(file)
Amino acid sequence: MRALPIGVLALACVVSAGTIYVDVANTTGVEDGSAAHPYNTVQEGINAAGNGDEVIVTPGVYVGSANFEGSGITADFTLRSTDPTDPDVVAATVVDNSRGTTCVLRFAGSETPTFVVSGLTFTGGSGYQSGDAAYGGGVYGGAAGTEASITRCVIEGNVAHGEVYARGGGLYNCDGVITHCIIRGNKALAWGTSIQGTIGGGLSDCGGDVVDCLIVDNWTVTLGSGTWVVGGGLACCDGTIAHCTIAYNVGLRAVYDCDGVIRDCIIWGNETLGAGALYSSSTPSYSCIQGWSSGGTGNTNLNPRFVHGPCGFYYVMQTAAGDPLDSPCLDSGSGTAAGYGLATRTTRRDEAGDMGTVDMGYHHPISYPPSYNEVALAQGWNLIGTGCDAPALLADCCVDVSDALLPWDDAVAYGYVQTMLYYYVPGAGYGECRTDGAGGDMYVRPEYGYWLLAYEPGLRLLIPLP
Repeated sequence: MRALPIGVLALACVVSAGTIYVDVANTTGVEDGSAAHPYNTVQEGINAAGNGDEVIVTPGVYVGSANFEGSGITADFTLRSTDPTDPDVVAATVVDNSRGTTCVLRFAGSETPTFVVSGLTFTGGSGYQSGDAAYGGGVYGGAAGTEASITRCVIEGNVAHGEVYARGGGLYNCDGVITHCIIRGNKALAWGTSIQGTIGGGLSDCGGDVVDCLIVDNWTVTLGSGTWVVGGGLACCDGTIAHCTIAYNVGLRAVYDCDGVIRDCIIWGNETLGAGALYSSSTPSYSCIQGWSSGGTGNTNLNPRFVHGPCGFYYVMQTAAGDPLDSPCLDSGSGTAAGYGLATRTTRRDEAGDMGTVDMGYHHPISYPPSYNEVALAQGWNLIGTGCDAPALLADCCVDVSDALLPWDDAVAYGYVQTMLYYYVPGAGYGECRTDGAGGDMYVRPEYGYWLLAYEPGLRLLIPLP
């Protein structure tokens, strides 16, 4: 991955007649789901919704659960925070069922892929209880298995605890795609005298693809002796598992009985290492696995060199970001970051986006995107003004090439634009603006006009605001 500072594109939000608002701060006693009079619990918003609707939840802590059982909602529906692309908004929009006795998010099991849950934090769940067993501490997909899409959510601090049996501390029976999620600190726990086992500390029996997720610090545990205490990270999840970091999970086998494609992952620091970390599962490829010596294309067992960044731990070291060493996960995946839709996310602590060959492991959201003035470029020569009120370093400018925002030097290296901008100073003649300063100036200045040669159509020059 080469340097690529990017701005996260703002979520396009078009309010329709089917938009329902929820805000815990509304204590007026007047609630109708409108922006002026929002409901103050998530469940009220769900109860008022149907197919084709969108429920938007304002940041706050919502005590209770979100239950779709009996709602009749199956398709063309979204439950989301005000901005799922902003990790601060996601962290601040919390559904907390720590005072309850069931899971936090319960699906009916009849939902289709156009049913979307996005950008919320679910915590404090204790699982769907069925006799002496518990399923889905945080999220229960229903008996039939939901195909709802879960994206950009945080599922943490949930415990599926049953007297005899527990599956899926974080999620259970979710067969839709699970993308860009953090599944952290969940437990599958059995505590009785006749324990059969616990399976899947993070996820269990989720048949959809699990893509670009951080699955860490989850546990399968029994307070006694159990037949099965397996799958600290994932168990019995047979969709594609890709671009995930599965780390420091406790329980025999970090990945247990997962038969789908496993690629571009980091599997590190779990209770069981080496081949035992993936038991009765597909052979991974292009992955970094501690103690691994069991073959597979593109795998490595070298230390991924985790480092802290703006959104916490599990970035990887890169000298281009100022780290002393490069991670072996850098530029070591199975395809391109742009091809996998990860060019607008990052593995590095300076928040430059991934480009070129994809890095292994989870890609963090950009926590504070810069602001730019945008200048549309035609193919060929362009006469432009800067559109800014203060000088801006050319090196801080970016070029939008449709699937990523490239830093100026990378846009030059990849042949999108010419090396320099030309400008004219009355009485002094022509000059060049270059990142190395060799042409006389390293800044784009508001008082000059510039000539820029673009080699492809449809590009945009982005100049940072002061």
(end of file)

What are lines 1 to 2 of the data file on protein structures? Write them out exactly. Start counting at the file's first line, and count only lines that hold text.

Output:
Amino acid sequence: MRALPIGVLALACVVSAGTIYVDVANTTGVEDGSAAHPYNTVQEGINAAGNGDEVIVTPGVYVGSANFEGSGITADFTLRSTDPTDPDVVAATVVDNSRGTTCVLRFAGSETPTFVVSGLTFTGGSGYQSGDAAYGGGVYGGAAGTEASITRCVIEGNVAHGEVYARGGGLYNCDGVITHCIIRGNKALAWGTSIQGTIGGGLSDCGGDVVDCLIVDNWTVTLGSGTWVVGGGLACCDGTIAHCTIAYNVGLRAVYDCDGVIRDCIIWGNETLGAGALYSSSTPSYSCIQGWSSGGTGNTNLNPRFVHGPCGFYYVMQTAAGDPLDSPCLDSGSGTAAGYGLATRTTRRDEAGDMGTVDMGYHHPISYPPSYNEVALAQGWNLIGTGCDAPALLADCCVDVSDALLPWDDAVAYGYVQTMLYYYVPGAGYGECRTDGAGGDMYVRPEYGYWLLAYEPGLRLLIPLP
Repeated sequence: MRALPIGVLALACVVSAGTIYVDVANTTGVEDGSAAHPYNTVQEGINAAGNGDEVIVTPGVYVGSANFEGSGITADFTLRSTDPTDPDVVAATVVDNSRGTTCVLRFAGSETPTFVVSGLTFTGGSGYQSGDAAYGGGVYGGAAGTEASITRCVIEGNVAHGEVYARGGGLYNCDGVITHCIIRGNKALAWGTSIQGTIGGGLSDCGGDVVDCLIVDNWTVTLGSGTWVVGGGLACCDGTIAHCTIAYNVGLRAVYDCDGVIRDCIIWGNETLGAGALYSSSTPSYSCIQGWSSGGTGNTNLNPRFVHGPCGFYYVMQTAAGDPLDSPCLDSGSGTAAGYGLATRTTRRDEAGDMGTVDMGYHHPISYPPSYNEVALAQGWNLIGTGCDAPALLADCCVDVSDALLPWDDAVAYGYVQTMLYYYVPGAGYGECRTDGAGGDMYVRPEYGYWLLAYEPGLRLLIPLP